50 years after July 20th, 1969, the historic date on which the US astronauts of the Apollo 11 mission, Neil Armstrong and Buzz Aldrin, took their first steps on the lunar soil. Even after all that time, space still represents a great challenge for mankind.
In recent decades, however, the aerospace sector has profoundly changed. The increase in the number of private investors, combined with the development of sophisticated technologies with increasingly accessible costs, have, in fact, made possible economic opportunities that were once accessible only to government entities and a few large companies. Today, on the contrary, the space sector has also become attractive for small and medium-sized enterprises, which are embarking on a real “race” to conquer a slice of this new market, now known as the “new space economy”, which today it brings in more than $350 billion US per annum.
The new space economy, or the set of economic activities and exploitation of resources related to the exploration – research, management and use of outer space – undoubtedly represents the new frontier of business. The extent of what falls within its sphere of relevance and its potential is often underestimated. When we talk about the economy of space, in fact, we are not referring only to the manufacture and use of space infrastructures, such as rockets, rovers and satellites (which fall within the so-called upstream sector). It also includes all those secondary activities that depend on the use of satellite data, such as meteorological services, satellite telephones and GPS (or the so-called downstream), which in fact represent about 70-80% of market profits.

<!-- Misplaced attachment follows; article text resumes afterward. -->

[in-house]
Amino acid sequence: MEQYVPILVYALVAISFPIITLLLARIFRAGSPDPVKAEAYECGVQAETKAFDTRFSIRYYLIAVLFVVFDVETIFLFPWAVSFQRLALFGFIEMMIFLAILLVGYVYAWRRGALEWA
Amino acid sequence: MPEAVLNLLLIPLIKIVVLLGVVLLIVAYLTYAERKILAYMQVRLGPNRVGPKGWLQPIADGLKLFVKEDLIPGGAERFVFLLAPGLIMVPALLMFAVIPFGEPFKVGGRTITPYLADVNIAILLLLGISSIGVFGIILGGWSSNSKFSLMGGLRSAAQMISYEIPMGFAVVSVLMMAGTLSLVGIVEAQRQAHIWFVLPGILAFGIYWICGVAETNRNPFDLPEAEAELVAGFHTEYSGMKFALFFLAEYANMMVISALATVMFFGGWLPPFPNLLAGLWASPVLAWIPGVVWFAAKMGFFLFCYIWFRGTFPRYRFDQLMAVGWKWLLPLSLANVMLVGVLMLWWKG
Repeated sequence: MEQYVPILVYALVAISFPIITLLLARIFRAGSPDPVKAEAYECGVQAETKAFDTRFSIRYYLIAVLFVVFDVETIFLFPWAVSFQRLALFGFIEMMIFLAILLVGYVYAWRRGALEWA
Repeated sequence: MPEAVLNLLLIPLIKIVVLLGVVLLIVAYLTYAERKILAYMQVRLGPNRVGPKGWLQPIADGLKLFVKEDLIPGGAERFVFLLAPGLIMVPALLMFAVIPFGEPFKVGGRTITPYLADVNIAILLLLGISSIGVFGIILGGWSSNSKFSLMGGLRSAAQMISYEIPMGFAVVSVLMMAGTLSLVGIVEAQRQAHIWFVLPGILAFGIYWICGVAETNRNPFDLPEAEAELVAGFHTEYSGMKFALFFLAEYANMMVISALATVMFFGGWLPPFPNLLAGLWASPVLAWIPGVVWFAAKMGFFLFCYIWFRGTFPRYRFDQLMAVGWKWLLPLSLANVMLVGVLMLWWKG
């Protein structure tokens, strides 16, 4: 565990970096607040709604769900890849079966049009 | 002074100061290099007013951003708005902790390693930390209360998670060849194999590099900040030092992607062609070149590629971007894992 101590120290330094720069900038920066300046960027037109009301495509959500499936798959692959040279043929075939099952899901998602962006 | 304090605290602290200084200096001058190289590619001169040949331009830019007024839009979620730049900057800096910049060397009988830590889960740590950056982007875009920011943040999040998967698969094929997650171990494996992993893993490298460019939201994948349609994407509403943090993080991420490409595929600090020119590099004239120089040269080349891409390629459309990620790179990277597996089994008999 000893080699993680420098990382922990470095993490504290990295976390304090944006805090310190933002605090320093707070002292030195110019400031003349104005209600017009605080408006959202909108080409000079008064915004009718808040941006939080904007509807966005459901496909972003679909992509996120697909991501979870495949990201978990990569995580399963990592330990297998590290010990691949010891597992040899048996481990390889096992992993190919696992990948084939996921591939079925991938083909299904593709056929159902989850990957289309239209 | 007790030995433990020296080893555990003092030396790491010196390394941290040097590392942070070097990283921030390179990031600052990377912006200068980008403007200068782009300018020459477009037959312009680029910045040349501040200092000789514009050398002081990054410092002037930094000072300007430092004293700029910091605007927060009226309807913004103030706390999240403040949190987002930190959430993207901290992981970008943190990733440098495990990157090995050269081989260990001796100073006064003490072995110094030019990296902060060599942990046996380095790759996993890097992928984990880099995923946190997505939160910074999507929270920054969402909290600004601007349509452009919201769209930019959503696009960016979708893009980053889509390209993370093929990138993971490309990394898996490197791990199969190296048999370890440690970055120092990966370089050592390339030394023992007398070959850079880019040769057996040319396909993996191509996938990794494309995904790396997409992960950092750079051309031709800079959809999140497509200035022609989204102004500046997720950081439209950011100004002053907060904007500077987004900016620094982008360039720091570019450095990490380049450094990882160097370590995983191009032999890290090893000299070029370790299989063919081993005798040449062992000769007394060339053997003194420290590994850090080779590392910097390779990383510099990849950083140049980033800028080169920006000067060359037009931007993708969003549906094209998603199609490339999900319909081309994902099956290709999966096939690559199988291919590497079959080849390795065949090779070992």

The enormous amount of information coming from more than 150 satellites currently in orbit (which we can define in terms of big data), is used in many sectors; from defense, navigation, precision agriculture, up to land monitoring and the effects of climate change. In the field of agriculture, for example, nanosatellite technologies make it possible to constantly monitor the productivity of the land and the health of crops; the information obtained from satellite images allows farmers to carry out targeted interventions (it is no coincidence that we now speak of “precision agriculture“), highlighting a marked and considerable saving of valuable water resources and potentially could even lead to lower levels of pesticides.
Space is also opening up new opportunities in the medical research sector. Suffice it to cite, as an example, the experiments that Techshot, a small American company located in Greenville, Indiana, is carrying out in the field of “bioprinting”. Techshot researchers are successfully carrying out a series of experiments in zero gravity, aiming to produce artificial organs with 3D printers otherwise not feasible. In the presence of gravity, in fact, the reproduction of soft human tissues, such as blood vessels and muscles, is made very difficult, while they are “built”, their structure tends to collapse under their own weight. Conversely, if the same materials are used in space in a microgravity environment, the 3D printed soft tissues tend to retain their desired shape.
The enormous potential of the aerospace sector was also recently highlighted by a series of reports prepared by the most famous investment banks in the world. According to Goldman Sachs, the sector will reach the value of $1 trillion US dollars by 2050, while for Morgan Stanley it will reach $1.1 trillion. Even higher profits have been speculated by the Bank of America-Merryl Lynch, which estimated the market to grow to $ 2.7 trillion over the same time frame.
What is certain, regardless of the accuracy of these estimates, is that today the forecast of 2019, accompanied by the “large-scale use of space”, made by Isaac Asimov in 1984, seems more than appropriate and thus evermore plausible.